I upgraded to Big Sur three months ago. I know I’m (fashionably?) late to this party, but here I am. This is the longest I have ever waited to upgrade macOS. It feels weird, considering WWDC is next week where we will see what is next for macOS. Big Sur still feels new to me, and announcing the next major release already feels too soon. I was avoiding Big Sur based on various reports about bugs and instability. There were not any ‘killer’ features I was eager to have, thus the main reason I upgraded was because Xcode 12.5 required it.
Lately I’ve been upgrading and making improvements to my website and blog. As part of that work, I was updating and refining how my RSS feed gets generated with Jekyll. And then I realized something that I had not given much thought to previously. When including the full content of blog posts in an RSS feed, if you link to other posts or pages on your site should you be using absolute URLs or are relative URLs ok?
I deleted my LinkedIn account, well sort of. I kept my account open, which I will explain below, but I left it mostly empty. You could say I am now officially linked out.
As I continue to pursue Mac app development more seriously, I can build on and borrow from my many years of iOS experience. While many aspects of writing Mac apps are very similar to iOS, or at least somewhat familiar, other aspects are quite different. One of the big differences is testing, and deciding how many versions of macOS to support.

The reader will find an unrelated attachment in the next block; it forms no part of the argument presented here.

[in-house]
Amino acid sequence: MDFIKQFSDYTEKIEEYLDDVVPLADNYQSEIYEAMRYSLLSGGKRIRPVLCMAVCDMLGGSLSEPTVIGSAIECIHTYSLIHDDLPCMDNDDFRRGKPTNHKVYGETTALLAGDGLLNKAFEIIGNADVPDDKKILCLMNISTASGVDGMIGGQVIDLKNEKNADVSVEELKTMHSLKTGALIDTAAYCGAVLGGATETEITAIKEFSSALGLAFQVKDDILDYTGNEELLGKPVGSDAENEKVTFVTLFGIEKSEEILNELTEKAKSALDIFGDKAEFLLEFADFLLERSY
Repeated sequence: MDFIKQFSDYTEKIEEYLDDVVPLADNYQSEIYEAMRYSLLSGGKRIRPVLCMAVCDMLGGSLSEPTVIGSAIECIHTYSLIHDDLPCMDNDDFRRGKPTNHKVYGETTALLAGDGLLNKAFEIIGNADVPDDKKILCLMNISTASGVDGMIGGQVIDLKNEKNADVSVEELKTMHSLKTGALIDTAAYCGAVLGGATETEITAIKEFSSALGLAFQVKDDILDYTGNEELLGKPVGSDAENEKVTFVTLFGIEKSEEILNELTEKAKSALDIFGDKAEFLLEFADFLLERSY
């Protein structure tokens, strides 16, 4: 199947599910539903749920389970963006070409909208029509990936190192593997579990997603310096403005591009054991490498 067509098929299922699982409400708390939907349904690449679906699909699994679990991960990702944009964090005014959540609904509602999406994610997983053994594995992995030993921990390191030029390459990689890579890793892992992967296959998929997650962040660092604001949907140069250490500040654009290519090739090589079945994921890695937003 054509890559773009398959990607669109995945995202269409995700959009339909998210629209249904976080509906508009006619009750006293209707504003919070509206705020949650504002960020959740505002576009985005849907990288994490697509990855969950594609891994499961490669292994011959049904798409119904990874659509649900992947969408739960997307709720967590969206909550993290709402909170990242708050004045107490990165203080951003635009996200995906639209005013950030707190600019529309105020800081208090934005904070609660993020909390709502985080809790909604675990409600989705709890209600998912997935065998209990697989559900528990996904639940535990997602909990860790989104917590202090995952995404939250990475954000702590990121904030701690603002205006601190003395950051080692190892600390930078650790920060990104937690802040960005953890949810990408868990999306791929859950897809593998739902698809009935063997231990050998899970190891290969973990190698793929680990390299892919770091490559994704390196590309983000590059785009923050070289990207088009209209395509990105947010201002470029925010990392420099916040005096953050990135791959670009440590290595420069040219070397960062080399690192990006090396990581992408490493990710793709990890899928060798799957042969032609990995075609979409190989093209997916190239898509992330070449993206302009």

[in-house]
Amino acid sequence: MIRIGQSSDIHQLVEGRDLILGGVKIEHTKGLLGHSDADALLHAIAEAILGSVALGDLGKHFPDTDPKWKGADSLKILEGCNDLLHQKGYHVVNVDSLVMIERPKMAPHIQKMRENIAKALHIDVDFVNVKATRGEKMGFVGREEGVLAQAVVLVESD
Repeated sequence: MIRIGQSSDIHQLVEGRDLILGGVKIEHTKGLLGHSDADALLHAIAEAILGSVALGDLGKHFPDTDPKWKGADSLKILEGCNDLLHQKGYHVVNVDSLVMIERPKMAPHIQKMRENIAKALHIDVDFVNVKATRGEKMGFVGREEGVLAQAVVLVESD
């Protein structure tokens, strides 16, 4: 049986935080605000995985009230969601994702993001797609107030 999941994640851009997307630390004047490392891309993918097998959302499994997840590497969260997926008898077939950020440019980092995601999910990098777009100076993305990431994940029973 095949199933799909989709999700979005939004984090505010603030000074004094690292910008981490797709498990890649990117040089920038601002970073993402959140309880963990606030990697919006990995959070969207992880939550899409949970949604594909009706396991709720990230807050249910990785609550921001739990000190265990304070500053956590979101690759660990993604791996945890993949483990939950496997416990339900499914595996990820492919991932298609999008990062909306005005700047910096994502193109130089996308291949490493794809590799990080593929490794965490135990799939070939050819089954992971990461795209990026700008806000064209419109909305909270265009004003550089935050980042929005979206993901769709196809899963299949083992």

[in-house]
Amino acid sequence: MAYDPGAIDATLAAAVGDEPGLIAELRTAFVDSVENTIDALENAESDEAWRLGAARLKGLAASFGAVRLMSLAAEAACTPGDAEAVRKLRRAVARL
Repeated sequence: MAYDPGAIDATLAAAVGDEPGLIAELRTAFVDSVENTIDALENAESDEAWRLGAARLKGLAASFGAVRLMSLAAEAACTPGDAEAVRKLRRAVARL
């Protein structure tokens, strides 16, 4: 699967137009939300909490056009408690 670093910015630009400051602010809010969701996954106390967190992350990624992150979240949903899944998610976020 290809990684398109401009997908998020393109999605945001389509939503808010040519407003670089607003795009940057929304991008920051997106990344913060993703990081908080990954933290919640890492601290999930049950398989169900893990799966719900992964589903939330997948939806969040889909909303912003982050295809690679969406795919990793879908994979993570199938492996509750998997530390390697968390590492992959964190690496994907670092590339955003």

I have a few Swift scripts to automate tedious tasks for maintaining my blog. I updated one today to use pipes. It took me a minute to figure out, because it did not feel very intuitive. I’m not sure if I feel that way because the interface is actually that clunky, or if I’m just inexperienced with Swift scripting. In any case, here’s how it works.
Xcode’s UI testing framework has had its ups and downs over the years. Most recently, it has been much more robust and reliable in my experience. However, tests still tend to flake sometimes. Here are some ways that I have been able to reduce flakiness in UI tests.
Part of the joy of having a ‘bare bones’ DIY host is that sometimes you have to figure shit out on your own. I am not a great web developer, nor a Ruby expert. But, I learn more each time something breaks — you know, Type II fun. Most recently, I came to understand and fix a new error on my web server: